Nairobi's artists struggle to rise above a waning art scene

The economic crisis and corruption have made it even harder to succeed in Nairobi's art world.

Brendan Bannon
Rising paint prices forced artist Dickens Otieno, 32, to search for free raw materials to continue his work. Today he recycles tin cans into canvases of woven metal.

This post is part of the Daily Dispatch project chronicling life in Nairobi, Kenya throughout the month of April.

Midmorning Mondays, round the back of Nairobi’s middle class pubs, you’ll find Dickens Otieno waiting.

He’s after the empty beer and cider cans swept up after the weekend’s merrymaking. For this 32-year-old artist, trash tin is sprung tight with colorful potential, waiting to be reborn.

Otieno is one of the hundreds of painters and sculptors struggling to make a living in a city far from famous for its art, or its art market.

Galleries are closing, the few art buyers are hit by the economic crisis, and allegations swirl of cartels of middlemen manipulating international dealers into choosing work by a select few.

A year ago, as paint prices rose and picture sales fell, Otieno switched from brush and canvas to metal cutters and tin. At least his raw materials were now free.

Today, in his rented corner of a studio in an artists’ enclave in Nairobi’s Industrial Area, he’s experimenting with what he calls “weaving”.

On a mesh of chicken wire, he’s feeding strips of tin in and out, creating a patchwork of woven metal which becomes his new canvas. Last year, he sold six pieces crafted from this novel approach, for as much as $600 each.

“The market here only wants Masai figures or wild animals, that’s what the tourists buy, that’s what people here understand,” he said.

“You need courage to risk to do experiments with your own way, we all need money and these things are hard to sell. But I cannot copy others, I will get bored. I need to discover the best ways to express myself.”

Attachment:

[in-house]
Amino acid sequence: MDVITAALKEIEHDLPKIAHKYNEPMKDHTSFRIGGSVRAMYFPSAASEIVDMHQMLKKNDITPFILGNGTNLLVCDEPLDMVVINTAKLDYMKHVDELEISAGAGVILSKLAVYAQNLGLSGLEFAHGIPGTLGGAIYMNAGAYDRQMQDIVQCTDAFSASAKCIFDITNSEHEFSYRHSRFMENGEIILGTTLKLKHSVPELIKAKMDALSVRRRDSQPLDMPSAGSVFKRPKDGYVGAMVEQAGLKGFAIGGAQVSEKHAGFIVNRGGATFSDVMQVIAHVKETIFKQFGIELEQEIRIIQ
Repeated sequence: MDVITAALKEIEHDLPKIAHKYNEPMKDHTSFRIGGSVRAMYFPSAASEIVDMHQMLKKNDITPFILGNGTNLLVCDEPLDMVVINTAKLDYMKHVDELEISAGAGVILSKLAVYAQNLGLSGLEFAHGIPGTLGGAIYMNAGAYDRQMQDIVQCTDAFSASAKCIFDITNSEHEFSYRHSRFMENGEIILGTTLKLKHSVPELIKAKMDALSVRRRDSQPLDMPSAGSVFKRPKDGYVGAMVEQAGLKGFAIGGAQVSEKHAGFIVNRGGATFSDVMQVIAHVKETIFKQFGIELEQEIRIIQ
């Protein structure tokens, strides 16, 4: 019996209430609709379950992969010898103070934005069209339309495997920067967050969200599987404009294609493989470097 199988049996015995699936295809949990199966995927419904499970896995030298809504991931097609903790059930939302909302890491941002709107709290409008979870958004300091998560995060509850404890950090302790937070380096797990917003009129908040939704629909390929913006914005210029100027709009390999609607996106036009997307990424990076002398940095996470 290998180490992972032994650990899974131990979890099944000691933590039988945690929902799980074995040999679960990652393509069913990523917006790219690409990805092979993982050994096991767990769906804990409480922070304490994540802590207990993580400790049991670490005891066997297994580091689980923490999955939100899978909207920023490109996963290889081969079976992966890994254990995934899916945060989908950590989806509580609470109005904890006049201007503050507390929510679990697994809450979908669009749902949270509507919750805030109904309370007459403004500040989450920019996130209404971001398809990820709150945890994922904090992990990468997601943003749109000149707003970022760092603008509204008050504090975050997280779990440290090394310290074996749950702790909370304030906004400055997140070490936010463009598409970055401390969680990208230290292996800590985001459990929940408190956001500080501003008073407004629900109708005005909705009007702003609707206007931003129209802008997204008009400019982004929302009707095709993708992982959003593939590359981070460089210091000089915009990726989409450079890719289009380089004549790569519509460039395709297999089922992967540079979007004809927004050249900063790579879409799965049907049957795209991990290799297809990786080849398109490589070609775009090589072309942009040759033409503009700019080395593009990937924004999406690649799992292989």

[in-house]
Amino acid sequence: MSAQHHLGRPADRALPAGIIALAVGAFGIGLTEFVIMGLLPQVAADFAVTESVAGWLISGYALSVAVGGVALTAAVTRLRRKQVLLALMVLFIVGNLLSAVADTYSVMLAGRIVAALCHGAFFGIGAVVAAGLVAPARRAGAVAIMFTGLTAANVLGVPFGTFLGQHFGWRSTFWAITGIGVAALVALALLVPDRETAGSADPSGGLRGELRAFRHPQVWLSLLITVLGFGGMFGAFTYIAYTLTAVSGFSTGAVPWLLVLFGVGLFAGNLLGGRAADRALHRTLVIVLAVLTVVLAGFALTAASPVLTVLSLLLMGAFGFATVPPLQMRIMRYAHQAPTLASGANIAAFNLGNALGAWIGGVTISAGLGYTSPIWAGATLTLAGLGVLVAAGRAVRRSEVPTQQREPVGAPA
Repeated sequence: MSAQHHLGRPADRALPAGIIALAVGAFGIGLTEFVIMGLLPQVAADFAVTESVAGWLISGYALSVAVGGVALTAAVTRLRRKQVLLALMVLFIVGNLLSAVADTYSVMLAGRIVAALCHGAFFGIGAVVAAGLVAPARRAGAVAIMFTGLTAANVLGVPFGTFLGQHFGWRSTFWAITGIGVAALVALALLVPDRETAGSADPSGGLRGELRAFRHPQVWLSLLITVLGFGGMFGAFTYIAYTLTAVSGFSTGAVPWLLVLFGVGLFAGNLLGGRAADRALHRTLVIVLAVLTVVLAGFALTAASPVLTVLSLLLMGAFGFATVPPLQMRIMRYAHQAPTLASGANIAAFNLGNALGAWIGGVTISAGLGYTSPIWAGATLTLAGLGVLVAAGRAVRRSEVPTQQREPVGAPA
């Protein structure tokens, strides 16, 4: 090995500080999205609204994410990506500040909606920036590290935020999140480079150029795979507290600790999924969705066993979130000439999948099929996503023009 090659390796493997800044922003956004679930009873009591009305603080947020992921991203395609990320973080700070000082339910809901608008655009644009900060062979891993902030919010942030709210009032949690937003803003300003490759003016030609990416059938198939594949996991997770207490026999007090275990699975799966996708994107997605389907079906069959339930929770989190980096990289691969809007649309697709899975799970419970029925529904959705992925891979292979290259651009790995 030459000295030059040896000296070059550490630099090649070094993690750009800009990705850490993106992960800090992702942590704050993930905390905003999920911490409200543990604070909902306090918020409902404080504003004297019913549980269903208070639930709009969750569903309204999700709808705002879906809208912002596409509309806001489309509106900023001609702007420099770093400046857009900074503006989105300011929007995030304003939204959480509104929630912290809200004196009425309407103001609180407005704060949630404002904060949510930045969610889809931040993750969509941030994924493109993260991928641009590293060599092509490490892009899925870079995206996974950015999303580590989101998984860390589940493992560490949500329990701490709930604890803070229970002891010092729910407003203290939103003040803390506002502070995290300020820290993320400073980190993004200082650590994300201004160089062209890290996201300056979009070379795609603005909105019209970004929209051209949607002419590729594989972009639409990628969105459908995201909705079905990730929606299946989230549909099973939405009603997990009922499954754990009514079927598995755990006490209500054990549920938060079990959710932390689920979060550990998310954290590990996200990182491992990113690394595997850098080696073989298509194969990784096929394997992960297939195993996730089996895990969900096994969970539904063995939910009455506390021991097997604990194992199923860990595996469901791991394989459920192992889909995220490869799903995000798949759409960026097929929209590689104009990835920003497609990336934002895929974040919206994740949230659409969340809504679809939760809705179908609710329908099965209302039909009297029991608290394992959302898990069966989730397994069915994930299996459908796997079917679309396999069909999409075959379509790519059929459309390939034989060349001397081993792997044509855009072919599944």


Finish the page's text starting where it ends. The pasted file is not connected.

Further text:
The “risk” he talks about is that the few spots around Nairobi where art is displayed and sold will refuse your work if it is too unconventional.

The city’s best-known modern art gallery, RaMoMa, closed last year. Another, Gallery Watatu, has been recently refurbished but it is not yet clear if it will take experimental work from local newcomers.

Without space to exhibit, many here fear they will never win the exposure they need to break into big-money international markets which have so far focused on work coming out of Africa’s west and south.

“I have to say there are some places here which have a kind of goodwill towards artists, but they are still wanting a certain type of painting,” said Tom Mboya, who shares Otieno’s studio.

“It’s a small market, and it’s getting smaller. I worked nine years in the hotel industry before finishing and starting painting. It’s my passion, but none of us can say we are in this to make good money.”

Beside him, Esther Mukuhi, who works from the same shared studio, nodded in agreement.

“I know of many of us who are turning away from art and looking to open some small kind of business,” she said. “Nowadays, it is too hard to sell art and make a living.”

Despite the challenges, however, there is hope. In the studio next door, Dickson Kaloki stood before a painting of a ghostly female figure overlaid by the outlines of slum shacks.

“This to me is about how politicians and big people use us in the slums, the same way that some men exploit women,” he said. “These are things people need to see, to be reminded about. Who will do that, in a way which remains in the future, if it is not artists?”

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